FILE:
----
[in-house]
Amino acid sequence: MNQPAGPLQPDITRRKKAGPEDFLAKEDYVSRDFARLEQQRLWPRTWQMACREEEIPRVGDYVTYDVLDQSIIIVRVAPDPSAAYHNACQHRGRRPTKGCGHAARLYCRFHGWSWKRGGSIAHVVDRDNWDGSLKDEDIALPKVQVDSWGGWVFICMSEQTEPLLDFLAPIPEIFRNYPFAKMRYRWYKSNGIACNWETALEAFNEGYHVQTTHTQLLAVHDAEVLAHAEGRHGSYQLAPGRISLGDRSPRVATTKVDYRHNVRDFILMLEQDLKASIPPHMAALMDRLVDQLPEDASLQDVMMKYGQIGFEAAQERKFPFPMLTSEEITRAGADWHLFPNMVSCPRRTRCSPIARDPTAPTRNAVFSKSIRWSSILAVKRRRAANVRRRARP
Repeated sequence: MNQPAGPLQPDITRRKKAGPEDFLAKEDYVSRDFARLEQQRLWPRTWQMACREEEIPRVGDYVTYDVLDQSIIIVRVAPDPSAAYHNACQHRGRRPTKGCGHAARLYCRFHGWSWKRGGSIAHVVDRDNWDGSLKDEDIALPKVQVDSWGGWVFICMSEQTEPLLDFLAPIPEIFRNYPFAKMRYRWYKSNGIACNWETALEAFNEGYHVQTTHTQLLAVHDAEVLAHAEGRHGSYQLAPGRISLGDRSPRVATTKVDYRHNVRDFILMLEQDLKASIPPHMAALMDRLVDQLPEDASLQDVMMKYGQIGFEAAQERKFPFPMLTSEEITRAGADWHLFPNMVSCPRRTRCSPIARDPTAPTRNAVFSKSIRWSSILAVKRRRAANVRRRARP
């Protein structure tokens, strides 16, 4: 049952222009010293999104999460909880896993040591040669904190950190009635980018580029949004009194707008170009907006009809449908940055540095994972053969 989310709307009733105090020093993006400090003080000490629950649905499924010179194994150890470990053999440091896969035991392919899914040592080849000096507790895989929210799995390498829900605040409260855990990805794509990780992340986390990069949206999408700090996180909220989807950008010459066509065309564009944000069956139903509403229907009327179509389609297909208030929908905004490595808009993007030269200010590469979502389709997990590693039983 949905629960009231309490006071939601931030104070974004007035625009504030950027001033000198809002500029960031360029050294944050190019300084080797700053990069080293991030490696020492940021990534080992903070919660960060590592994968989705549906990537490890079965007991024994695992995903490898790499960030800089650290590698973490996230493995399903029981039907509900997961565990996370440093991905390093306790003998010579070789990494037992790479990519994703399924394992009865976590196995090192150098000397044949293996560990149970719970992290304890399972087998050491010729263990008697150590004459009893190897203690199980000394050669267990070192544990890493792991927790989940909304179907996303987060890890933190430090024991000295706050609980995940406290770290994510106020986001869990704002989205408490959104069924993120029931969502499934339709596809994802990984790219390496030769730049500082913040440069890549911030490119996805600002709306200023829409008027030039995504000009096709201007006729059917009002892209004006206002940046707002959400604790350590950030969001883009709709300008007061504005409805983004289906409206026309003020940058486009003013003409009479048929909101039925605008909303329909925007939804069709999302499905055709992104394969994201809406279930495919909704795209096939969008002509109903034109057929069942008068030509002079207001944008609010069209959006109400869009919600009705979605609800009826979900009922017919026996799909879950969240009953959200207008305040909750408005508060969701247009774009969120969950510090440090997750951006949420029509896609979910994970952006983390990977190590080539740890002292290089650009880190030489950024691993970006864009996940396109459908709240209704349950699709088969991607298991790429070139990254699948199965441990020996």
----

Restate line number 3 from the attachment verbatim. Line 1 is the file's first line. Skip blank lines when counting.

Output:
Repeated sequence: MNQPAGPLQPDITRRKKAGPEDFLAKEDYVSRDFARLEQQRLWPRTWQMACREEEIPRVGDYVTYDVLDQSIIIVRVAPDPSAAYHNACQHRGRRPTKGCGHAARLYCRFHGWSWKRGGSIAHVVDRDNWDGSLKDEDIALPKVQVDSWGGWVFICMSEQTEPLLDFLAPIPEIFRNYPFAKMRYRWYKSNGIACNWETALEAFNEGYHVQTTHTQLLAVHDAEVLAHAEGRHGSYQLAPGRISLGDRSPRVATTKVDYRHNVRDFILMLEQDLKASIPPHMAALMDRLVDQLPEDASLQDVMMKYGQIGFEAAQERKFPFPMLTSEEITRAGADWHLFPNMVSCPRRTRCSPIARDPTAPTRNAVFSKSIRWSSILAVKRRRAANVRRRARP